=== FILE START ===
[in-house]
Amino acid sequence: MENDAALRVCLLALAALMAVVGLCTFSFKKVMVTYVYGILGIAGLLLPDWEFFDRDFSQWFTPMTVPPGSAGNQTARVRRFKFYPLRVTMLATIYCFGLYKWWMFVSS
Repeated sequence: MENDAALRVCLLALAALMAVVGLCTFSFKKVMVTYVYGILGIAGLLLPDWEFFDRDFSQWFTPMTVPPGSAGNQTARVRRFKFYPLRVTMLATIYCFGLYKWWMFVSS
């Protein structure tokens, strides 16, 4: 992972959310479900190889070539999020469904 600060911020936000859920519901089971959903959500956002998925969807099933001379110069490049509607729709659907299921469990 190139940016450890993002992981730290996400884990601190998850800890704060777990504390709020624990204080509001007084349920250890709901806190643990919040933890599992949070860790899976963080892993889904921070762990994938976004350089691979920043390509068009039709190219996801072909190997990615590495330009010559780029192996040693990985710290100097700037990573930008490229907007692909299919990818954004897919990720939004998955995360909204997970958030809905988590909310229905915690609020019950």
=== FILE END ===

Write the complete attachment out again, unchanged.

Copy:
[in-house]
Amino acid sequence: MENDAALRVCLLALAALMAVVGLCTFSFKKVMVTYVYGILGIAGLLLPDWEFFDRDFSQWFTPMTVPPGSAGNQTARVRRFKFYPLRVTMLATIYCFGLYKWWMFVSS
Repeated sequence: MENDAALRVCLLALAALMAVVGLCTFSFKKVMVTYVYGILGIAGLLLPDWEFFDRDFSQWFTPMTVPPGSAGNQTARVRRFKFYPLRVTMLATIYCFGLYKWWMFVSS
């Protein structure tokens, strides 16, 4: 992972959310479900190889070539999020469904 600060911020936000859920519901089971959903959500956002998925969807099933001379110069490049509607729709659907299921469990 190139940016450890993002992981730290996400884990601190998850800890704060777990504390709020624990204080509001007084349920250890709901806190643990919040933890599992949070860790899976963080892993889904921070762990994938976004350089691979920043390509068009039709190219996801072909190997990615590495330009010559780029192996040693990985710290100097700037990573930008490229907007692909299919990818954004897919990720939004998955995360909204997970958030809905988590909310229905915690609020019950």